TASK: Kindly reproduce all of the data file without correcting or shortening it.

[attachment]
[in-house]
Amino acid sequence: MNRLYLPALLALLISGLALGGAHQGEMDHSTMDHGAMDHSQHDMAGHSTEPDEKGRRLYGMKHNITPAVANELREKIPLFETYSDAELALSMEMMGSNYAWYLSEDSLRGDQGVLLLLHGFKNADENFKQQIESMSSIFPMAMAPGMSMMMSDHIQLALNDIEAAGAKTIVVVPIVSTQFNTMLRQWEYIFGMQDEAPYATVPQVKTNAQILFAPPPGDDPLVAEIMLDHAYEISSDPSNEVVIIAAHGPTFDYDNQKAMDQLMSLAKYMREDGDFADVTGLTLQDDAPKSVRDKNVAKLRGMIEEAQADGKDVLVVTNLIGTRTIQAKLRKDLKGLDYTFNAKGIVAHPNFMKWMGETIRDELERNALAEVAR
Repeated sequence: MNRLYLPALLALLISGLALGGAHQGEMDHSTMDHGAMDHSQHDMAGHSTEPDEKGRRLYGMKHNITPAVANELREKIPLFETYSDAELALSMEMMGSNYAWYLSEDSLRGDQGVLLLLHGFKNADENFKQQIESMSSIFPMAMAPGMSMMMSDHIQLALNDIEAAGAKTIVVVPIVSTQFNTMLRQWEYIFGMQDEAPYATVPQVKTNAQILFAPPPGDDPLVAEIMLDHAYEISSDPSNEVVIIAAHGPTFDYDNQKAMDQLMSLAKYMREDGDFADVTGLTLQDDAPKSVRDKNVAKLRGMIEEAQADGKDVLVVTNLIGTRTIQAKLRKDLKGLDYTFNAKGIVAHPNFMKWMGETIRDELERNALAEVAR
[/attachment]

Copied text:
[in-house]
Amino acid sequence: MNRLYLPALLALLISGLALGGAHQGEMDHSTMDHGAMDHSQHDMAGHSTEPDEKGRRLYGMKHNITPAVANELREKIPLFETYSDAELALSMEMMGSNYAWYLSEDSLRGDQGVLLLLHGFKNADENFKQQIESMSSIFPMAMAPGMSMMMSDHIQLALNDIEAAGAKTIVVVPIVSTQFNTMLRQWEYIFGMQDEAPYATVPQVKTNAQILFAPPPGDDPLVAEIMLDHAYEISSDPSNEVVIIAAHGPTFDYDNQKAMDQLMSLAKYMREDGDFADVTGLTLQDDAPKSVRDKNVAKLRGMIEEAQADGKDVLVVTNLIGTRTIQAKLRKDLKGLDYTFNAKGIVAHPNFMKWMGETIRDELERNALAEVAR
Repeated sequence: MNRLYLPALLALLISGLALGGAHQGEMDHSTMDHGAMDHSQHDMAGHSTEPDEKGRRLYGMKHNITPAVANELREKIPLFETYSDAELALSMEMMGSNYAWYLSEDSLRGDQGVLLLLHGFKNADENFKQQIESMSSIFPMAMAPGMSMMMSDHIQLALNDIEAAGAKTIVVVPIVSTQFNTMLRQWEYIFGMQDEAPYATVPQVKTNAQILFAPPPGDDPLVAEIMLDHAYEISSDPSNEVVIIAAHGPTFDYDNQKAMDQLMSLAKYMREDGDFADVTGLTLQDDAPKSVRDKNVAKLRGMIEEAQADGKDVLVVTNLIGTRTIQAKLRKDLKGLDYTFNAKGIVAHPNFMKWMGETIRDELERNALAEVAR